CIFOR hosts benefit-sharing workshop with Peruvian Ministry of Environment

Benefit-sharing-meeting

The Center for International Forestry Research (CIFOR) and the Peruvian Ministry of the Ministry of Environment (MINAM) jointly hosted a workshop titled “Key elements in the design of a REDD+ benefit sharing mechanism in Peru” in Lima on 12 May.

The event aimed to share findings on benefit-sharing research conducted by CIFOR in Peru and other countries, raise awareness of the implications of and commitments for reducing emissions from deforestation and forest degradation (REDD+), and promote multi-stakeholder participation. Those taking part included representatives from government, civil society , regional government and international cooperation representatives working on REDD + initiatives.

Research results on the state of benefit sharing were presented, generated as part of CIFOR’s Global Comparative Study on REDD+. Participants discussed the importance of results and the effectiveness of current strategies; in working groups, they developed strategies for addressing deforestation in Peru based on different scenarios of finance levels and deforestation drivers.

Rather than framing benefit sharing narrowly as a policy mechanism for distributing monetary incentives, CIFOR decided to take a broader approach for several reasons, according to principal scientist Anne Larson.

First, she explained, focusing on the “benefits” sets aside discussion of the actions that are needed—or the responsibilities that will be incurred—in order to reach the policy goal of reducing deforestation and forest degradation.

Second, given that it isn’t clear whether large sums of cash will materialize from the international community, it is important to think about all types of funds that can be leveraged and how they can be leveraged.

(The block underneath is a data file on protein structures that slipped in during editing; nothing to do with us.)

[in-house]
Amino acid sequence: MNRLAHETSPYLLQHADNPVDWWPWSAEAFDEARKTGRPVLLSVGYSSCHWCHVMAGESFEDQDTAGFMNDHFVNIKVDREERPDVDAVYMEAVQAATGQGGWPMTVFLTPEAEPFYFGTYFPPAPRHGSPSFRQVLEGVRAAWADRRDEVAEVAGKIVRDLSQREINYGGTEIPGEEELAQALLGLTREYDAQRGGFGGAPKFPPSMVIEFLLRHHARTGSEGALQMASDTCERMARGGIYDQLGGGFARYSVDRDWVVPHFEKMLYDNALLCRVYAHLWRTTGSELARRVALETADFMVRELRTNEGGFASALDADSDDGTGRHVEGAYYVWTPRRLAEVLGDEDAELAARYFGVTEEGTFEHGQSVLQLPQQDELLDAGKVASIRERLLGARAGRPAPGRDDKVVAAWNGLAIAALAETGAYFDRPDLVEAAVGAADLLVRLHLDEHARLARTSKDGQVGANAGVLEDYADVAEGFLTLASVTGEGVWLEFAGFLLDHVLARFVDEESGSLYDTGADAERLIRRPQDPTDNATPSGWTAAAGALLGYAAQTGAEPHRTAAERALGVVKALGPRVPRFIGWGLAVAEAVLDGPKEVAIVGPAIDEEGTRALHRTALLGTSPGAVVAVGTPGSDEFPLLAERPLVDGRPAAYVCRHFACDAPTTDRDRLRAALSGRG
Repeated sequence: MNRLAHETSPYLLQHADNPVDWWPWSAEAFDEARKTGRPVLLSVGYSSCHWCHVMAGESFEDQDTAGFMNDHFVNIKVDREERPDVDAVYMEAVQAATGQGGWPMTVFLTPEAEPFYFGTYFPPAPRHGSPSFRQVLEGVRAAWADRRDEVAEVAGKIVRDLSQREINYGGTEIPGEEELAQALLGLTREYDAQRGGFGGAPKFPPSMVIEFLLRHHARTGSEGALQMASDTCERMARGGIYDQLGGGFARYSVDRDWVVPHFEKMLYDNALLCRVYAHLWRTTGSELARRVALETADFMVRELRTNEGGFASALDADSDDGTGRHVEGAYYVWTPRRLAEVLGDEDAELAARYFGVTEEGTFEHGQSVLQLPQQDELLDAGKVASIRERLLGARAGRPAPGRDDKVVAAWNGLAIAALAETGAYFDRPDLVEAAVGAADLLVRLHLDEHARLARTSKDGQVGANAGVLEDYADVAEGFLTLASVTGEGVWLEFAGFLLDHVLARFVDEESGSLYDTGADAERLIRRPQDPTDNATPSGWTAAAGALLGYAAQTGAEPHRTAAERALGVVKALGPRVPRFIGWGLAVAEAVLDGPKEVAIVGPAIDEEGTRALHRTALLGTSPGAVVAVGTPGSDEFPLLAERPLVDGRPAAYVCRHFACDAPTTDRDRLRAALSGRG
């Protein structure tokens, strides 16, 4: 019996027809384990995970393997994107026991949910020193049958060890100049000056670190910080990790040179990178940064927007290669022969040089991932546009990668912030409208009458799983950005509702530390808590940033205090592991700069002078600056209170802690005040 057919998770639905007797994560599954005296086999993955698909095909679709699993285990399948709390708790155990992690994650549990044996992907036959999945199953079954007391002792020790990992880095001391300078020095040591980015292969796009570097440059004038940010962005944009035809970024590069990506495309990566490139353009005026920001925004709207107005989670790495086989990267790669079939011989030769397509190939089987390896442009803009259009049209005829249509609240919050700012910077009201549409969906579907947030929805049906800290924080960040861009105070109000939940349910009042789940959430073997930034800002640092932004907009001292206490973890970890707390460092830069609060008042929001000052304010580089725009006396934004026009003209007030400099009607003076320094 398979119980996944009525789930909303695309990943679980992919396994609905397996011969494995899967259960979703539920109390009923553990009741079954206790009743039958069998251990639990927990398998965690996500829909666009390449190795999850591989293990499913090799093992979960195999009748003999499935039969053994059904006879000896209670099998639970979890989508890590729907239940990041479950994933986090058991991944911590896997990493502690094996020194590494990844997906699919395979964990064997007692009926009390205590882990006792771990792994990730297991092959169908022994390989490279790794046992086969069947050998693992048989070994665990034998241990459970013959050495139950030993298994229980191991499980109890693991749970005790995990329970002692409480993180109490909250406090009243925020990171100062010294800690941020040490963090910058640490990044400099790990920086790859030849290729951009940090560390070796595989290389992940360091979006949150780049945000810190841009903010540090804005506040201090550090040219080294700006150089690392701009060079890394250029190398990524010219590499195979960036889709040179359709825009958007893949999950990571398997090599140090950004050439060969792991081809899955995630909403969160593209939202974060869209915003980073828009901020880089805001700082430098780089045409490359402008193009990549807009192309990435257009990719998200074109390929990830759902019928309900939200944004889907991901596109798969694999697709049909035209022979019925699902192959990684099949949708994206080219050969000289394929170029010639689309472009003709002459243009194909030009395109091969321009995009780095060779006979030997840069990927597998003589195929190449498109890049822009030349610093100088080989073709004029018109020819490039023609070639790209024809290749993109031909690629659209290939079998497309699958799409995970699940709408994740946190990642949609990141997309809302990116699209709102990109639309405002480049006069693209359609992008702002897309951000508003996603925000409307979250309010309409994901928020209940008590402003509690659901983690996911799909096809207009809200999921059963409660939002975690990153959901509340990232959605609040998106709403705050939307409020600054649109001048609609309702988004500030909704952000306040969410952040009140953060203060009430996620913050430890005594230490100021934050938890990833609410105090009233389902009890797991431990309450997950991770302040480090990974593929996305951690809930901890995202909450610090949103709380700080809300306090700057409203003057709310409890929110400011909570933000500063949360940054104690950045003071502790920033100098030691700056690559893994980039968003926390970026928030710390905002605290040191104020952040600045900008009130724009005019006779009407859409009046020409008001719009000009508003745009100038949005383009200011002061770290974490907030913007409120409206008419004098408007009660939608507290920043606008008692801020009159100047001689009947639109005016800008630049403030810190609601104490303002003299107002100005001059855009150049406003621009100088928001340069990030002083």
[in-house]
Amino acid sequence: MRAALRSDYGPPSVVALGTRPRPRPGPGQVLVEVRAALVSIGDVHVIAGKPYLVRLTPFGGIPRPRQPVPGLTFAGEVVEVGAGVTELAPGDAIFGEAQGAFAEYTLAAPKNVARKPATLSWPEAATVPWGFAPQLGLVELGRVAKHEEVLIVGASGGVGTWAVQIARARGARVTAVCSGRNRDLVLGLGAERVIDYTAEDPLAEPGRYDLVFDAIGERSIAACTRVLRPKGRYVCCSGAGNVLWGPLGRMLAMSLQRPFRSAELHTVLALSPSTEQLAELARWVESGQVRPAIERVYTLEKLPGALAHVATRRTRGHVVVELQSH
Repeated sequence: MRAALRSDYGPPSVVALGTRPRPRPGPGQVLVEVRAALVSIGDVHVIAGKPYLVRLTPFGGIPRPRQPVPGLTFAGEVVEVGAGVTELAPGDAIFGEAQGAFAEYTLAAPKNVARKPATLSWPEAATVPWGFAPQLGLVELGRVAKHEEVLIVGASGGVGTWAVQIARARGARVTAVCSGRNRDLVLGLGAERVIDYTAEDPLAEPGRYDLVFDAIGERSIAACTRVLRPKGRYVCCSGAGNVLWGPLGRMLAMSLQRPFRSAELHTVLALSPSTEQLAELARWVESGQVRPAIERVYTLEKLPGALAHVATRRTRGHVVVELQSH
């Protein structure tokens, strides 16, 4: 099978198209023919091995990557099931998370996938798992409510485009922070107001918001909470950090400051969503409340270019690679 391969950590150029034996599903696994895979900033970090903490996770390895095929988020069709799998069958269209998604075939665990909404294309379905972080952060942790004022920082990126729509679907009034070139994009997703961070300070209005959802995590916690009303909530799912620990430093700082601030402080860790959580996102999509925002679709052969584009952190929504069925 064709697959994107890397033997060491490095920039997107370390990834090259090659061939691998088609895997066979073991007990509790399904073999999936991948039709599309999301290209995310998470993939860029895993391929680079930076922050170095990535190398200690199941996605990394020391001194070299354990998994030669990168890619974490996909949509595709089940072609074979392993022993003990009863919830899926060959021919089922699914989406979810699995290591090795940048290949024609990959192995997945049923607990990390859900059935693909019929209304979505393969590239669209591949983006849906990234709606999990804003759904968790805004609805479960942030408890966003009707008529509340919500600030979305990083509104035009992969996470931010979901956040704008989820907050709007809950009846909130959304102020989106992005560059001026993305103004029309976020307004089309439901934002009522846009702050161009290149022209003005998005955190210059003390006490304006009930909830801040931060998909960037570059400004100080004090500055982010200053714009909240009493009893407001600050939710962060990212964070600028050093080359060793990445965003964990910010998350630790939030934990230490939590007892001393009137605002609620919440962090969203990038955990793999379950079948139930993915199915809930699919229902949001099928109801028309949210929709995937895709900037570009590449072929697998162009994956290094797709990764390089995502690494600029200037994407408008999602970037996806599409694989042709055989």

“There are many strategies that could be used to reach REDD+ objectives,” said Larson.

Some of the examples discussed include strengthening community tenure rights, monitoring and law enforcement or payment for environmental services targeted to forest owners, concessionaires, indigenous communities or smallholders.

“The idea of benefit distribution suggests that there will be a large pie to be divided up among multiple actors, but that very well might not be the case,” said Larson, who believes Brazil offers good lessons for the region.

“If the goal is to reduce deforestation and forest degradation, Brazil provides an excellent example of how you can use funds for a multifaceted approach that includes monitoring and control, institutional changes (such as land titling) and incentives. So, it’s not just about benefits and incentives—but all the strategies that can be used to generate a behavioral change. The mix of strategies that Peru eventually selects will determine what is really meant by benefits.”


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